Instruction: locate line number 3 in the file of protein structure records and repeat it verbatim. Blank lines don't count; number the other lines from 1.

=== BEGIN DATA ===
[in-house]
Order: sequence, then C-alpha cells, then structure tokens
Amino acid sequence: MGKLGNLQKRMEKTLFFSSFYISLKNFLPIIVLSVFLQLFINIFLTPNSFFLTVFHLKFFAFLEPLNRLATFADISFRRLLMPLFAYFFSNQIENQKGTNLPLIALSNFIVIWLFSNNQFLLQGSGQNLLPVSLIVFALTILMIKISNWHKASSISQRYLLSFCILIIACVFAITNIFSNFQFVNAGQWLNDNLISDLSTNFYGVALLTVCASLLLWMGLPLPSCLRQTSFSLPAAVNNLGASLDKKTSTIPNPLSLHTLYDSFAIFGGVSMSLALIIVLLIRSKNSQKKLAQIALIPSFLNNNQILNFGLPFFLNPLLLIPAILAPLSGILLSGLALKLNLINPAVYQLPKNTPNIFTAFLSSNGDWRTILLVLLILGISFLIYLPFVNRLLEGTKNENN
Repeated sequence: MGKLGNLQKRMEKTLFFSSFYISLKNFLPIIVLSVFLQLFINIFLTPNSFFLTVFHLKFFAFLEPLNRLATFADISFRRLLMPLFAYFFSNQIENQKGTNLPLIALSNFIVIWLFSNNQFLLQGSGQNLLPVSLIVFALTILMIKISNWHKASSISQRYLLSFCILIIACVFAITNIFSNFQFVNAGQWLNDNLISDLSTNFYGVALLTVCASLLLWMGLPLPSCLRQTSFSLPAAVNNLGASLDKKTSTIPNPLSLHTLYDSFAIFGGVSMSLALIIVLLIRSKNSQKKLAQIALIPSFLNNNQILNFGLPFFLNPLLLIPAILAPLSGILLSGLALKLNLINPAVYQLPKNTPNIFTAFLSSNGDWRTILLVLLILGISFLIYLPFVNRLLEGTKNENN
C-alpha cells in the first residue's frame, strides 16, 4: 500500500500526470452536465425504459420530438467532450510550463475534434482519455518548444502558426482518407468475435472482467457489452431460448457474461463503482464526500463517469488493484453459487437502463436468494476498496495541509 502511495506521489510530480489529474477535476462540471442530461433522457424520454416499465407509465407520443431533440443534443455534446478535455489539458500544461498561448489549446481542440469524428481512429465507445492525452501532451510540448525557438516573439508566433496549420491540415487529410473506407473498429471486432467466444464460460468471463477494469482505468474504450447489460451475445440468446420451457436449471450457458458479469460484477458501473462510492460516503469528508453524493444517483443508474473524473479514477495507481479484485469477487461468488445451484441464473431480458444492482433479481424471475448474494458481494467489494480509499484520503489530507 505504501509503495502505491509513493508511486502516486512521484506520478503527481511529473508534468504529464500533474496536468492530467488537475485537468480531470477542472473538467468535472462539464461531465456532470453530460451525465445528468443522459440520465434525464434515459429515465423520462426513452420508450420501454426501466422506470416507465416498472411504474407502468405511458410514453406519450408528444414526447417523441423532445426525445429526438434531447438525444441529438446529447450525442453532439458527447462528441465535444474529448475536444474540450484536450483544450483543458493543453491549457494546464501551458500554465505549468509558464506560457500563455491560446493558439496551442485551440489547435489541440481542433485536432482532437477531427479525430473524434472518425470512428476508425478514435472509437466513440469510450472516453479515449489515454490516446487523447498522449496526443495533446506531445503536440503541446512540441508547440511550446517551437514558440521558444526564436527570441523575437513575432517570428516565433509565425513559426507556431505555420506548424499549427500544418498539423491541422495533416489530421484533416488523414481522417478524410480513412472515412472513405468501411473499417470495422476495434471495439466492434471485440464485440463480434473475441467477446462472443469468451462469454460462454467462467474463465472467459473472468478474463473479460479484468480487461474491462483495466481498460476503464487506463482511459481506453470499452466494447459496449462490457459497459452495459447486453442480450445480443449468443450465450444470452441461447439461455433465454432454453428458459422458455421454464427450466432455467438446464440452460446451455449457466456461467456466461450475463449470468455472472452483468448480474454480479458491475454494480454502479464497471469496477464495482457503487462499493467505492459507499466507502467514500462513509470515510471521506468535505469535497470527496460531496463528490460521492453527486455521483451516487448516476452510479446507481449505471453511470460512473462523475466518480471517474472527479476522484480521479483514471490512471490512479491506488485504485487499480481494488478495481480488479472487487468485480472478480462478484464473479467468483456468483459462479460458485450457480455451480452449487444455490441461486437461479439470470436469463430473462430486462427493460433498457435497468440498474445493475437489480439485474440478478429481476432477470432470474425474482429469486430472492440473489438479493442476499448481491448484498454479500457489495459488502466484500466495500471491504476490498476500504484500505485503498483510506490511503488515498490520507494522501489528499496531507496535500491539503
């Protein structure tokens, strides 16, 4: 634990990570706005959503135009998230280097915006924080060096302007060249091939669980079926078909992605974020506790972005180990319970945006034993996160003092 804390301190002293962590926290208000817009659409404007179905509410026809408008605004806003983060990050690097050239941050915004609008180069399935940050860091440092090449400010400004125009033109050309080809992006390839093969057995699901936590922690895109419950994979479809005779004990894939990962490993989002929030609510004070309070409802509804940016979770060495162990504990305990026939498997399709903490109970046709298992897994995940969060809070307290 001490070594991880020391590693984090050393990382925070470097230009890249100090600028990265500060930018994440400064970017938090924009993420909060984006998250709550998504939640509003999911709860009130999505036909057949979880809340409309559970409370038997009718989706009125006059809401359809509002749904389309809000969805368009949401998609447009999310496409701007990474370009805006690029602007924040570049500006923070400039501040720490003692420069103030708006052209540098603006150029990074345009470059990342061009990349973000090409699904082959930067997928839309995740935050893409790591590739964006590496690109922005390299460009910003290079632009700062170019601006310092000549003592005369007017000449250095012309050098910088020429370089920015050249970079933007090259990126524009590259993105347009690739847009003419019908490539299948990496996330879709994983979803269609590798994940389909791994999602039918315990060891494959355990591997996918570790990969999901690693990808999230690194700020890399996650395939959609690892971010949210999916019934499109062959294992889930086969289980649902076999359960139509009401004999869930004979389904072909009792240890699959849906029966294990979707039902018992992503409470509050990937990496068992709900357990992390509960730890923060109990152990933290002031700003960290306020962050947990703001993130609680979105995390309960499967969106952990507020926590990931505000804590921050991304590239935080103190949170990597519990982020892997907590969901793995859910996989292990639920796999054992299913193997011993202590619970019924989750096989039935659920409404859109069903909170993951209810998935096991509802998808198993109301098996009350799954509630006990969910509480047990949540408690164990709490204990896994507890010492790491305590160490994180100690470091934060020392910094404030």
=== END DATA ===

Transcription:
Amino acid sequence: MGKLGNLQKRMEKTLFFSSFYISLKNFLPIIVLSVFLQLFINIFLTPNSFFLTVFHLKFFAFLEPLNRLATFADISFRRLLMPLFAYFFSNQIENQKGTNLPLIALSNFIVIWLFSNNQFLLQGSGQNLLPVSLIVFALTILMIKISNWHKASSISQRYLLSFCILIIACVFAITNIFSNFQFVNAGQWLNDNLISDLSTNFYGVALLTVCASLLLWMGLPLPSCLRQTSFSLPAAVNNLGASLDKKTSTIPNPLSLHTLYDSFAIFGGVSMSLALIIVLLIRSKNSQKKLAQIALIPSFLNNNQILNFGLPFFLNPLLLIPAILAPLSGILLSGLALKLNLINPAVYQLPKNTPNIFTAFLSSNGDWRTILLVLLILGISFLIYLPFVNRLLEGTKNENN